17_Non_Player_Character_03_Bob_Bicknell_Knight.jpg

It's Always Day One, 2021
Solo exhibition at Office Impart, Berlin, DE, 22nd April - 6th June 2021.

The exhibition It's Always Day One forms part of an ongoing research-based body of work by Bob Bicknell-Knight, concerning Amazon Fulfillment Centres and Amazon's relationship to it's human employees.

Within the project Bicknell-Knight has produced a number of paintings depicting Amazon workers and their warehouse jobs. Amazon employees, loosely dubbed Amazonians, spend countless hours within Amazon warehouses undergoing a variety of different jobs that will soon be automated, replaced by artificially intelligent machines. Human workers are already being treated as if they are machines within these warehouse environments, with timed bathroom breaks and constant surveillance. Their job titles, ranging from Picker to Water Spider, detail what menial, physically demanding and incredibly repetitive activity they'll be undergoing on a daily basis, from picking up and scanning products to wrapping pallets. These employees are aware of their precarious position but, as Amazon continues to dominate global markets, it's increasingly difficult to find work within this industry and to not be treated like an emotionless machine. Bicknell-Knight's paintings detail the insides of Amazon warehouses, working from photos released to global news outlets alongside tours of Amazon facilities, as a vehicle for speaking about automation, forms of hyper-capitalism and unstable warehouse environments.

Also included in the exhibition are a number of sculptures made from an aluminium modular extrusion system commonly used in autonomous forms of production and to build office partitions. Sitting atop these rigid structures are 3D printed body parts with SD cards embedded within. Each artwork in the sculptural series represents a Amazon worker and the body part that they use on a regular basis in their job whilst working for Amazon, body parts that will soon be replaced by intelligent automated machines. Within each 3D print an SD card is embedded that contains an interview with the affected employee, speaking about their experience working for the multinational technology company. The embedded technology references the ongoing practice of unpaid and underpaid labourers hiding ‘cry for help’ notes in different products, attempting to alert authorities to unsafe working conditions and forms of modern day slavery.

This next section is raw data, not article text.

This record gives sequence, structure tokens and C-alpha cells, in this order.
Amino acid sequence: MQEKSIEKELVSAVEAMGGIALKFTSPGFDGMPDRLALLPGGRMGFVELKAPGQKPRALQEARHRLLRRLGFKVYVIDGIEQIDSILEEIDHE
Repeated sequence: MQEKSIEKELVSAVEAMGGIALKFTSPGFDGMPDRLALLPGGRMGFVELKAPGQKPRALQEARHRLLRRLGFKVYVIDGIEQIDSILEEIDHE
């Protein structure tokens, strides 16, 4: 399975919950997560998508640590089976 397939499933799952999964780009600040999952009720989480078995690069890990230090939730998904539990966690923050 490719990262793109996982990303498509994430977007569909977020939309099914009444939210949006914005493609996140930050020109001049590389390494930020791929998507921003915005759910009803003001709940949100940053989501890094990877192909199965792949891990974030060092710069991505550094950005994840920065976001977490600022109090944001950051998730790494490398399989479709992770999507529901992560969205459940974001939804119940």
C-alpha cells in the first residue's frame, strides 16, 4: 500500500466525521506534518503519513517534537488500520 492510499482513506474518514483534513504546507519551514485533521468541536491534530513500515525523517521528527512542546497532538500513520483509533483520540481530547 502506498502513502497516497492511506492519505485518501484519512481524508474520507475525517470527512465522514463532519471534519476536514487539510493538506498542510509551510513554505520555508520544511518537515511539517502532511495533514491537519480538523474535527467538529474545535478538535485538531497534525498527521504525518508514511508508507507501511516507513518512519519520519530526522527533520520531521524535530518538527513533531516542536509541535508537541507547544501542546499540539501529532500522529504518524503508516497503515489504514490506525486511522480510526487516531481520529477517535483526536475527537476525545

The title, It’s Always Day One, refers to Amazon founder and CEO Jeff Bezos and his most popular phrase, used regularly in shareholder letters and press briefings. The term is the basis of Amazon’s methodology, to always act as a business that is undergoing it’s first day of operation. It’s a term that encompasses the idea that businesses, at the beginning of their life, must make tough, unflinching decisions, in order to increase their longevity.

Amazon is famous for underpaying their employees, setting unreachable targets and collapsing traditional independent brick and mortar stores. The problem with Amazon having this term embedded within their company policy is that they’re a multi-trillion-dollar company. They no longer need to underpay staff or increase their revenue streams, they are no longer a start-up, and can afford to set reasonable work targets and allow their employees to join a union.

Many Amazon employees, particularly pickers who are responsible for picking up and scanning purchased items, have extremely strenuous workdays, timed toilet breaks and will slowly be replaced as artificially intelligent (AI) driven technologies become more widespread.